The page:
Many online reports are a proof that Australia has a considerable proportion of population who can make use of clothing donations. The Charitable Recycling Organizations have shared their concerns that the relevant companies have the capacity to do better. Moreover, appropriate collection of donations may help tackle the issue of textile covering more and more waste landfills with every passing day. 

Nonetheless, it can be confusing to select which clothes you should donate. That is up to you to decide but in any case, avoid sharing garments that are torn, stained, or smell weird. 

  • Companies like Upparel can help you sort out clothes for donation in exchange of a small fee.
  • H&M and Zara are few of the many fashion stores that have introduced clothing bins at their stores for donation and charity collection.

Keep and Repurpose 

Sustainable fashion is not just about buying high-quality clothes that will last longer but also going for trends or styles that you will be comfortable wearing for more than just a couple of times.

The more of such items you have in your closet, lesser would be need to give or throw away clothes.

If you see that there are items in the piles that you wear at least once or twice a week, there is no need to consider donating or reselling them. You should keep these clothes and adjust/repurpose if needed.

Some clothes are fit to wear after minor alterations or repairs. You can do it yourself or get help from a professional tailor. Luckily, Australian cities are crowded with repair shops and dressmakers who will be more than happy to help!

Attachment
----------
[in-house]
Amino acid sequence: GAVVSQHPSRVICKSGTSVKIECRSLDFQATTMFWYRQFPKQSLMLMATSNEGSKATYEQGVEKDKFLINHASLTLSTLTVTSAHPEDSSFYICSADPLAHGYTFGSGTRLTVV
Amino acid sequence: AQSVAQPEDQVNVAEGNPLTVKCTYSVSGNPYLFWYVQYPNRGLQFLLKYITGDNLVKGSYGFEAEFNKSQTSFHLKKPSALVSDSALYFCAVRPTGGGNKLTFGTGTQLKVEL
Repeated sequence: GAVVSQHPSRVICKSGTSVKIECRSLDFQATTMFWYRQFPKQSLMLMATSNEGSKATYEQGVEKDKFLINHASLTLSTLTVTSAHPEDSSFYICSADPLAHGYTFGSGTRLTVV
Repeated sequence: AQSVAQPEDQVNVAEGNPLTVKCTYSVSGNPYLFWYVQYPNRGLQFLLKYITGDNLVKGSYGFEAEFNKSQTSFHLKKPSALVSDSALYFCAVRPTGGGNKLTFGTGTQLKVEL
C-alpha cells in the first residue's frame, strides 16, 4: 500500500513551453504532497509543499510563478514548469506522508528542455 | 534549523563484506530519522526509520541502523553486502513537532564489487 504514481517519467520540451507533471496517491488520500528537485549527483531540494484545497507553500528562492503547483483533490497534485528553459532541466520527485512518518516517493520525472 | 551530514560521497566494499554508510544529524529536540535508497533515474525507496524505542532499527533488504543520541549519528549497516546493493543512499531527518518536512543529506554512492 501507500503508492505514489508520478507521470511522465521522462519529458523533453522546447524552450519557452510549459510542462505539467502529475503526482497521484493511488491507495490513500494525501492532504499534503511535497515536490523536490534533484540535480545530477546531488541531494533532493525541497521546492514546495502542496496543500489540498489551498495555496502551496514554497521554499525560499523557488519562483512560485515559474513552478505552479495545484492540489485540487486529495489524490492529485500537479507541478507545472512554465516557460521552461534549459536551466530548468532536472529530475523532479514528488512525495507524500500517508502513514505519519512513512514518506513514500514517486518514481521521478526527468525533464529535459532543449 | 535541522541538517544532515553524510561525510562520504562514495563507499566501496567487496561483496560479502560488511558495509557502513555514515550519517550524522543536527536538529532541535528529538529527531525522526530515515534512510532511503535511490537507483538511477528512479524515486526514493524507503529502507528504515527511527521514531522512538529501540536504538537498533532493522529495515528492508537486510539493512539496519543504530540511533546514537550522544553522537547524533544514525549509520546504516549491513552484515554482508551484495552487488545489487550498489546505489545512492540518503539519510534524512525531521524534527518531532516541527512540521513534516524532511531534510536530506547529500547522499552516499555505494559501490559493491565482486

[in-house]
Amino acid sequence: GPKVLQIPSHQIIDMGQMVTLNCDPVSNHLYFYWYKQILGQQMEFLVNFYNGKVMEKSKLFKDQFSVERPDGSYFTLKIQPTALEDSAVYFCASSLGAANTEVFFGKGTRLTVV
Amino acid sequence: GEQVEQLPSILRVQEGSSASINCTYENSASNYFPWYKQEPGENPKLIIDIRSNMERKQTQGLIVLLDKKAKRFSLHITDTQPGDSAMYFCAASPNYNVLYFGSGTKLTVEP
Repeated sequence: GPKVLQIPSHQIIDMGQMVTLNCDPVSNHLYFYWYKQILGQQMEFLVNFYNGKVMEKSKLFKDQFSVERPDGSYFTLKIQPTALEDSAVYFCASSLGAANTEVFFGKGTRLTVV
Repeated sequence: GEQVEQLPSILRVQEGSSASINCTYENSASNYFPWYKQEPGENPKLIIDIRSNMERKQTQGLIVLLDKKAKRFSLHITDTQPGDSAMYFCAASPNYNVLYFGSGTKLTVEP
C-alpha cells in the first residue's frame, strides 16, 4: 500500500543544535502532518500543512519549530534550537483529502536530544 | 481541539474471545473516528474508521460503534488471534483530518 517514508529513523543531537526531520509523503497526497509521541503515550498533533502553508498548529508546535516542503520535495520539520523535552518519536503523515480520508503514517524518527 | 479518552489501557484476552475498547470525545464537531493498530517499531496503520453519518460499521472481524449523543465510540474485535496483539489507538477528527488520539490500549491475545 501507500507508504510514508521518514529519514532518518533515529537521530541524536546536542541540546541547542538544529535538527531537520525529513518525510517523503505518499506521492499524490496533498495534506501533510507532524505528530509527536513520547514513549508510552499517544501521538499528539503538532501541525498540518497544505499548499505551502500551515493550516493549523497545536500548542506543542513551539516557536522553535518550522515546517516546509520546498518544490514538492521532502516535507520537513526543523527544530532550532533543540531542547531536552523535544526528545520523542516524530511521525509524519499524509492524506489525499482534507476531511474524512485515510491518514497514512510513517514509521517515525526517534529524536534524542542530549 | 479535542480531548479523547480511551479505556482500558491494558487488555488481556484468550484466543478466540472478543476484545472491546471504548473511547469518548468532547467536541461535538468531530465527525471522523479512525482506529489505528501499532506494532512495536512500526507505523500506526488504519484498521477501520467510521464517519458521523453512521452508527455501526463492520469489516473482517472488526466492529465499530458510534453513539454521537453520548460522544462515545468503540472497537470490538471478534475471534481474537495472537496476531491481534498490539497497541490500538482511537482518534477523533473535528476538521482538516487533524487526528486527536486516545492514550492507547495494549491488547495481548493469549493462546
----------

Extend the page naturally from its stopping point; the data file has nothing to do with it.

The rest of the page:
There is dual advantage to getting your older clothes repaired or altered. First of all, you will be helping out workers in the industry by utilizing their skills. Secondly, it will save a considerable amount of usable textile from getting dumped in the landfills. After all, professional steaming and pressing can make the garment as good as new!

Put It Aside For Someone Special

You don’t have to keep the clothes for yourself only. You can also put them aside as a gift for someone at a special occassion.

Think of it this way: It’s hard to say good-bye to a the fancy black silk scarf you wore to the prom in your high school. We are always sentimental about giving away this kind of stuff. So, you can save it as a gift for your daughter when she had to attend her own prom down the years.

Same goes for other clothing you may have bought on trip with friends. If these don’t fit you anymore, you can consider giving them as gift to someone in the group who shared the experience with you. That will help you clear clutter and serve as a personalized items for them.

Sell and Make Some Extra Money